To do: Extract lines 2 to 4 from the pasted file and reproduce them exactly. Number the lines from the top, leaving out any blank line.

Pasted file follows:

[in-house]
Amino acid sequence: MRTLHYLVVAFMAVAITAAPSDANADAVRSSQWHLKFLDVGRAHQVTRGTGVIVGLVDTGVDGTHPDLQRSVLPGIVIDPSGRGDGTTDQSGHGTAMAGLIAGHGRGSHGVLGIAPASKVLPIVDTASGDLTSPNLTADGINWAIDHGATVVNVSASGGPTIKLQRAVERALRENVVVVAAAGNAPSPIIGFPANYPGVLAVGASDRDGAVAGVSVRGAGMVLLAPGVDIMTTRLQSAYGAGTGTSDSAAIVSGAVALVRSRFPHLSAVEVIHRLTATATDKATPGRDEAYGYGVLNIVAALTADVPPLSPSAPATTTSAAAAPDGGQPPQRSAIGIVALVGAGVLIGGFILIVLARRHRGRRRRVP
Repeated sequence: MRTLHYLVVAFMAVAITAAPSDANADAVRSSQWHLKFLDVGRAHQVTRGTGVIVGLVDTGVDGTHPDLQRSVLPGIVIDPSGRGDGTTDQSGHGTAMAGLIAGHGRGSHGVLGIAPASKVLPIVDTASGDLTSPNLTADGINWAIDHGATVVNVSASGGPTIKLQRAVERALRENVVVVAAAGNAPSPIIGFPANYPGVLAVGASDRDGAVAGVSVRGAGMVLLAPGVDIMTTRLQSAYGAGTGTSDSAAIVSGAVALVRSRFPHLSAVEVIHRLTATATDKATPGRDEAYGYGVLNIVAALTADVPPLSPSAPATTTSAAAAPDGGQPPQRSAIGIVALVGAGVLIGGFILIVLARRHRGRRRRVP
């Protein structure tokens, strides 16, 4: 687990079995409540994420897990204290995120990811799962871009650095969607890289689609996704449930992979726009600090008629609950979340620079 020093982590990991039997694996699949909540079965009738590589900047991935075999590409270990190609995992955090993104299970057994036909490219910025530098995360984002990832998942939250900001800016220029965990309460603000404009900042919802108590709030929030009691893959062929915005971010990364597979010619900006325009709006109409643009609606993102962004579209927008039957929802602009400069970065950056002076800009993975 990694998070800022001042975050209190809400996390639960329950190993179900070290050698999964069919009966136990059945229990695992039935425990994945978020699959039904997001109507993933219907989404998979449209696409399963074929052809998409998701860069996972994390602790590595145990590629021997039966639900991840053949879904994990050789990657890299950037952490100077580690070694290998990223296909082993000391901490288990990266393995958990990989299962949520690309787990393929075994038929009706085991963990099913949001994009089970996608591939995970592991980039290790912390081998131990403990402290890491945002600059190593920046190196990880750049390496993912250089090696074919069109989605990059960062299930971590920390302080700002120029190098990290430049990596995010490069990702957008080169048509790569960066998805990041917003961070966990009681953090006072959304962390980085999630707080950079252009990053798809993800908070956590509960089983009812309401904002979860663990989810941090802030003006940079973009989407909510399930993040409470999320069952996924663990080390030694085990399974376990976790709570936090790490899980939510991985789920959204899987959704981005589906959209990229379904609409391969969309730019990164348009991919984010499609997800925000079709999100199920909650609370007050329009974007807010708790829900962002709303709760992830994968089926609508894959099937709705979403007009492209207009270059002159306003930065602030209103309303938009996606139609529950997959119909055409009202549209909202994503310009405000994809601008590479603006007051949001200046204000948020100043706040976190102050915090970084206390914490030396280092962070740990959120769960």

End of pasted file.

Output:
Amino acid sequence: MRTLHYLVVAFMAVAITAAPSDANADAVRSSQWHLKFLDVGRAHQVTRGTGVIVGLVDTGVDGTHPDLQRSVLPGIVIDPSGRGDGTTDQSGHGTAMAGLIAGHGRGSHGVLGIAPASKVLPIVDTASGDLTSPNLTADGINWAIDHGATVVNVSASGGPTIKLQRAVERALRENVVVVAAAGNAPSPIIGFPANYPGVLAVGASDRDGAVAGVSVRGAGMVLLAPGVDIMTTRLQSAYGAGTGTSDSAAIVSGAVALVRSRFPHLSAVEVIHRLTATATDKATPGRDEAYGYGVLNIVAALTADVPPLSPSAPATTTSAAAAPDGGQPPQRSAIGIVALVGAGVLIGGFILIVLARRHRGRRRRVP
Repeated sequence: MRTLHYLVVAFMAVAITAAPSDANADAVRSSQWHLKFLDVGRAHQVTRGTGVIVGLVDTGVDGTHPDLQRSVLPGIVIDPSGRGDGTTDQSGHGTAMAGLIAGHGRGSHGVLGIAPASKVLPIVDTASGDLTSPNLTADGINWAIDHGATVVNVSASGGPTIKLQRAVERALRENVVVVAAAGNAPSPIIGFPANYPGVLAVGASDRDGAVAGVSVRGAGMVLLAPGVDIMTTRLQSAYGAGTGTSDSAAIVSGAVALVRSRFPHLSAVEVIHRLTATATDKATPGRDEAYGYGVLNIVAALTADVPPLSPSAPATTTSAAAAPDGGQPPQRSAIGIVALVGAGVLIGGFILIVLARRHRGRRRRVP
């Protein structure tokens, strides 16, 4: 687990079995409540994420897990204290995120990811799962871009650095969607890289689609996704449930992979726009600090008629609950979340620079 020093982590990991039997694996699949909540079965009738590589900047991935075999590409270990190609995992955090993104299970057994036909490219910025530098995360984002990832998942939250900001800016220029965990309460603000404009900042919802108590709030929030009691893959062929915005971010990364597979010619900006325009709006109409643009609606993102962004579209927008039957929802602009400069970065950056002076800009993975 990694998070800022001042975050209190809400996390639960329950190993179900070290050698999964069919009966136990059945229990695992039935425990994945978020699959039904997001109507993933219907989404998979449209696409399963074929052809998409998701860069996972994390602790590595145990590629021997039966639900991840053949879904994990050789990657890299950037952490100077580690070694290998990223296909082993000391901490288990990266393995958990990989299962949520690309787990393929075994038929009706085991963990099913949001994009089970996608591939995970592991980039290790912390081998131990403990402290890491945002600059190593920046190196990880750049390496993912250089090696074919069109989605990059960062299930971590920390302080700002120029190098990290430049990596995010490069990702957008080169048509790569960066998805990041917003961070966990009681953090006072959304962390980085999630707080950079252009990053798809993800908070956590509960089983009812309401904002979860663990989810941090802030003006940079973009989407909510399930993040409470999320069952996924663990080390030694085990399974376990976790709570936090790490899980939510991985789920959204899987959704981005589906959209990229379904609409391969969309730019990164348009991919984010499609997800925000079709999100199920909650609370007050329009974007807010708790829900962002709303709760992830994968089926609508894959099937709705979403007009492209207009270059002159306003930065602030209103309303938009996606139609529950997959119909055409009202549209909202994503310009405000994809601008590479603006007051949001200046204000948020100043706040976190102050915090970084206390914490030396280092962070740990959120769960």